One of the most appealing aspects of bouldering over other rock climbing disciplines is that you don't need much gear to get started. Not only does this make bouldering cheaper to get into, it also makes it far more accessible and beginner-friendly.
Even so, there are a few absolute essentials that you'll want to get as early as possible to help you progress. We've listed these below to get you started!
Ask any experienced climber and they will tell you that your most important first purchase when getting into climbing is a pair of climbing shoes. Picking a first set of shoes can be daunting with so many options, but for beginners fit and comfort are the key considerations.
While more technical bouldering calls for aggressively downturned and asymmetric shoes with a very tight fit, beginner boulderers should opt for a flatter shoe with some stiffness in the sole to provide support. Picking the right size is very important and depends on the shoe model as well as your foot shape. Check out our Shoe Sizing Guide for a full rundown of sizing advice for the models we stock here at Dyno. and the EB Mojo
There's no need to spend a small fortune on your first pair of shoes - in fact, the more durable rubber on inexpensive beginner climbing shoes is better suited to a beginner's climbing style and will help your shoes last longer than a premium pair!
Chalk is a must-have for any boulderer. Whether you're climbing indoors or outside, chances are your hands will start to sweat after a while. This reduces your grip on smaller or less juggy holds and makes them more slippery for other climbers! Chalk is a fantastic way to keep your hands drier and more grippy, and it comes in block, powder, ball and liquid form.
Most beginners will opt for a chalk ball or some powdered chalk as this is inexpensive and easy on the hands. Some powdered chalk like the Metolius Super Chalk contains drying agents, which can be great for grip as it prevents your hands sweating so much, but it can cause your skin to crack from being to dry - be sure to bear this in mind when buying!
Liquid chalk is a mixture of powdered chalk and alcohol gel which evaporates when applied, leaving a super dry layer of grippy chalk on your hands. This is great for trickier climbs but can leave your hands very dry after the session - make sure you use a good skincare balm after climbing with liquid chalk to keep your hands in good shape! Many climbing centers are currently recommending or even requiring climbers to use liquid chalk given its anti-viral and anti-bacterial properties, so it's certainly worth the investment!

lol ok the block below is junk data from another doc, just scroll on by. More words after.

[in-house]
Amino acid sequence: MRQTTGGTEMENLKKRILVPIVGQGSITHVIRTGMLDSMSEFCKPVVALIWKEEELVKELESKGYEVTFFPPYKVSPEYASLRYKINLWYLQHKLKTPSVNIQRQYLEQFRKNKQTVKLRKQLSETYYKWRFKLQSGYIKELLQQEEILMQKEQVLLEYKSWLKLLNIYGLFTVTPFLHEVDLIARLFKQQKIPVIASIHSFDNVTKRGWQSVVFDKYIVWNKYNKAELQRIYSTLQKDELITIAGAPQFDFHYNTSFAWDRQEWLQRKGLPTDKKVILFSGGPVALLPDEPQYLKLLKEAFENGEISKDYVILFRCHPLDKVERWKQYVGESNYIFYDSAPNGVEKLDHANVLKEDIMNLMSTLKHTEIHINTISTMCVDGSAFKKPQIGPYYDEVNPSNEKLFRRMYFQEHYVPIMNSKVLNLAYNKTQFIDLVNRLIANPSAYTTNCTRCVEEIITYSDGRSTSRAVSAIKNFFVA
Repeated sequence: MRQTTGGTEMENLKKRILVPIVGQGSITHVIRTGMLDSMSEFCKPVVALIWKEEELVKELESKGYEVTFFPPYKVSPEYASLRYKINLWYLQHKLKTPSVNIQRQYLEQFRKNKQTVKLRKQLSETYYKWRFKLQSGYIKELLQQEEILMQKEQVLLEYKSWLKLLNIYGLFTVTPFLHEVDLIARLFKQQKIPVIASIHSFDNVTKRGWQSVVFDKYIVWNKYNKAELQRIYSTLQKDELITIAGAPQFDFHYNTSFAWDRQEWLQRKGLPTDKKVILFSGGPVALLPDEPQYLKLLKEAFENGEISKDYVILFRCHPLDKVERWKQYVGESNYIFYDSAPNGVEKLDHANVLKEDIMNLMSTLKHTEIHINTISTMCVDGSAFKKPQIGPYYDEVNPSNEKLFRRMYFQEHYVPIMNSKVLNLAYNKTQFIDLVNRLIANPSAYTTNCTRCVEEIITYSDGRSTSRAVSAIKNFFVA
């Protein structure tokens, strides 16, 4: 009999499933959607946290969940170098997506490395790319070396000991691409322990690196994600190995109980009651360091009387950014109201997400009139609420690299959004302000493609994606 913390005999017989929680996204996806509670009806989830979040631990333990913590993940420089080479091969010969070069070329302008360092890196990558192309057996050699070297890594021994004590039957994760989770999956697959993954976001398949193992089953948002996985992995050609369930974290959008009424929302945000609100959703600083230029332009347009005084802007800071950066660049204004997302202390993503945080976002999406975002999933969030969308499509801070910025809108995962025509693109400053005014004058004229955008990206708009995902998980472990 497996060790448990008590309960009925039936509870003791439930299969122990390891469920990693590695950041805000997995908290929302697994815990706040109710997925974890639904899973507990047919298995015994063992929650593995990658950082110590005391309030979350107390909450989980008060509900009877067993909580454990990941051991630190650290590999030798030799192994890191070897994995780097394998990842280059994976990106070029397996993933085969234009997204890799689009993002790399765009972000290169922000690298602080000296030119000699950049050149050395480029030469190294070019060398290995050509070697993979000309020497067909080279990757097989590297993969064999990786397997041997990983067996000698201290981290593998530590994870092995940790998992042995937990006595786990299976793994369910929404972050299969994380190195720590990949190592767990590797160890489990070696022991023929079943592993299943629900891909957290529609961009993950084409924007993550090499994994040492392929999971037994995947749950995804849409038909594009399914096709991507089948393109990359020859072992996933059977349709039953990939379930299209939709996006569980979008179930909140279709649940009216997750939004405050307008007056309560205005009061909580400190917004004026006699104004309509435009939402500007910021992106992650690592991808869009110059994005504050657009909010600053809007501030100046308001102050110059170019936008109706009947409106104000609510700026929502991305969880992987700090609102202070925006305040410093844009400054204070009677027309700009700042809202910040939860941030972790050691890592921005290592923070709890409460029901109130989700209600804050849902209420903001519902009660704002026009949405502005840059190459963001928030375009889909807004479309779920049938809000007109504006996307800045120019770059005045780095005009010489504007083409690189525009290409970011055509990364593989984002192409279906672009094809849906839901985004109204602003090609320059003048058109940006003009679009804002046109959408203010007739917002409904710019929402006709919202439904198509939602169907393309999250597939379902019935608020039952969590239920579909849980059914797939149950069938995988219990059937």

Having bought some chalk to keep your hands grippy, the next thing you'll want is somewhere to keep it! Chalk bags come in a huge range of different styles and sizes but ultimately they are all designed with storing your chalk in mind.
Beginner climbers will often opt for a smaller chalk bag which can attach to your waist with a belt. These are great for holding a decent amount of powdered chalk or a chalk ball and keeping it on your person at all times. Regular boulderers also tend to invest a bit more in a chalk bucket - a much bigger chalk bag with a wider base which sits on the floor while you climb. These usually come with pockets to store your valuables, tape and brushes and have a more sturdy closure system.
As you start to progress with your bouldering and you find your self pulling on small crimpy holds or big smooth slopers, you'll find that some seem much more slippery than others. This is usually because of a build up of chalk, shoe rubber and sweat (gross) which leaves the hold with much less texture than when it's clean, especially when you're climbing indoors!
The solution? A good climbing brush. Brushing holds helps to clean them of the aforementioned gunk, giving you the best chance of clinging on when you're at your limit! While a more expensive boar's hair brush with dense bristles and a solid hand will always give the hold a better clean, cheaper options will also do the job and help keep those holds clean for you and everyone else.
You've been working on that tricky climb with a big dynamic move all session. Your hands are sore and sweaty and your grip is starting to fail you. You resolve to give it one more go, reach out and grab the hold, then ping off and fall to the mats. You look down at your fingers to find a flap of skin missing, leaving nothing but a big red sore!
We've all been there - big rips in your skin, or flappers, are common for climbers of all levels, but are particularly prevalent among beginners as their skin hasn't hardened up as much as those with more climbing behind them. While the only way to let these heal is to give them some rest, you may want to prolong your session by taping the skin up to stop any further abrasions. Finger tape is used by climbers right up to the very elite, and can also be used to help support joints as well as covering up flappers. Simply wrap the tape a few times around the affected finger, taking care not to wrap it too tight.
A Positive Attitude!
Okay, so this might not be a physical necessity to get into climbing. But staying positive with climbing is the most important step you can take to get into the sport and keep improving. Getting too disheartened or being afraid to fail is only going to restrict what you're willing to try, and there's no shame at all in failed attempts! Even the pros take tens or even hundreds of attempts before sending their projects, so give it your best and stay positive!
If you're still relatively new to climbing and you're looking for more guides and advice, check out our Top 10 Tips For Getting Into Bouldering.